Wednesday, 9 January 2013

The argument from fine-tuning, destroyed

I'm a big fan of coelsblog. The frequency of posts is pretty low but the quality is high. (I've posted before about previous posts on religious tolerance versus respect and his destruction of the myth that Hitler was an atheist Darwinist.)

In a post from November last year, A fine-tuned universe argues for atheism, Coel goes after a classic argument made by Intelligent Design advocates and the like:
"A favourite and fashionable argument for God is the argument from a fine-tuned universe. The argument is that, were it not for many aspects of our universe being “just right” for us to exist, then we wouldn’t be here, therefore [and that "therefore" is the big leap] the universe must have been fine-tuned to produce us."
His response is devastating and draws attention to six major flaws in that argument.I've touched on bits of this before (although with considerable less eloquence) but I recommend reading the coelsblog post for the full six. (It's not that long.) Coel's 3b is my new favourite, though:
"The occurrence of things for which their environment was NOT “just right” would be a far better indicator of intelligent intervention. For example, an animal in a zoo is indicative of intelligent intervention; an animal that fits perfectly into its ecological niche is not an indication of intelligent design, but instead is amply explained by non-intelligent processes such as evolution. Thus, if we found ourselves in a universe that was not suited to creating us then that would be far better evidence for intelligent intervention!"
As he points out in another great post from Jan 2, Science can indeed answer “why” questions, it's not "that science cannot give answers involving gods", it's just "that science does not give such answers". Science also remains open to the possibility that, ultimately, there is no "why" at all. It is not that science has decided up-front that there are no gods, it is just that it currently has "no need for that hypothesis". Many atheists, myself included, are the same.

2 comments:

  1. I thought we DID find ourselves in a universe that was incredibly hostile to our existence. Thus the fact of the ideal conditions here on Earth for complex life (which I believe most agree are vastly improbable mathematically speaking) is all the more remarkable and the basis of the argument.

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    1. I think that's a different argument, though they do often seem to get conflated. I think that the argument for fine-tuning is that if you budged stuff about a bit (physical laws, the position of Earth etc.) then you could not get life like us. It starts with an assumption that life like us is the goal. It's a question of fit, not probability.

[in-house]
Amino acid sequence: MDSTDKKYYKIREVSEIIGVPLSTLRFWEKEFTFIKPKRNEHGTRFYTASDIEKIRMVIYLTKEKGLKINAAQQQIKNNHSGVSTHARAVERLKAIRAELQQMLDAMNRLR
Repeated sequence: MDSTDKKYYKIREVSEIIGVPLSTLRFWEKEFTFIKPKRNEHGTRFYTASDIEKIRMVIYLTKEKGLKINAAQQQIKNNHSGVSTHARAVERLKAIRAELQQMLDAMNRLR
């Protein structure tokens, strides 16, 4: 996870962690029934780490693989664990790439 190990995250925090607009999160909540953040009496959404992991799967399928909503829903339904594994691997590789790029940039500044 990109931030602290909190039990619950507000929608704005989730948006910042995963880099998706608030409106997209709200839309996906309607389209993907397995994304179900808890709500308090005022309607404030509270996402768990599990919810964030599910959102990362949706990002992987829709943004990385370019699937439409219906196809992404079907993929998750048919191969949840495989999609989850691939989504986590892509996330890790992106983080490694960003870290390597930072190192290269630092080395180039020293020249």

The key point for the "fine-tuned" argument is that there is (currently) nothing explicitly and obviously out-of-place to enable life like us on Earth. Things appear to be the natural consequence of how they are. Of course, one could postulate a Designer kicking things off to make them like that but the observation itself is not evidence in favour of such a Designer in the same way that Earth having signs of being engineered would be. (If, for example, all the planets of the solar system were inexplicably made out of completely different elements, or there was no way that a rocky planet could naturally form in the "Goldilocks zone", or there was no way that a star with the size/attributes of our Sun could form given physical laws etc. etc.) My (limited) understanding of astronomy/cosmology is that (unknowns about life aside) there is nothing particularly special about our galaxy or solar system.

      In terms of probability, I don't think anyone knows how improbable complex life is, given the conditions here on Earth and elsewhere in the Universe. It might be practically inevitable given enough time (and we have had a lot) - there certainly seem to be lots of potential Earth-like planets our there - or we might be alone in the Universe. I would question both whether Earth has "ideal" conditions for complex life - there might even be better conditions elsewhere - and that it is "vastly improbable mathematically speaking". The vastness of the Universe makes it highly likely to me, although we have no way of knowing at present. (With a sample size of one, it is hard to make any generalisations.)

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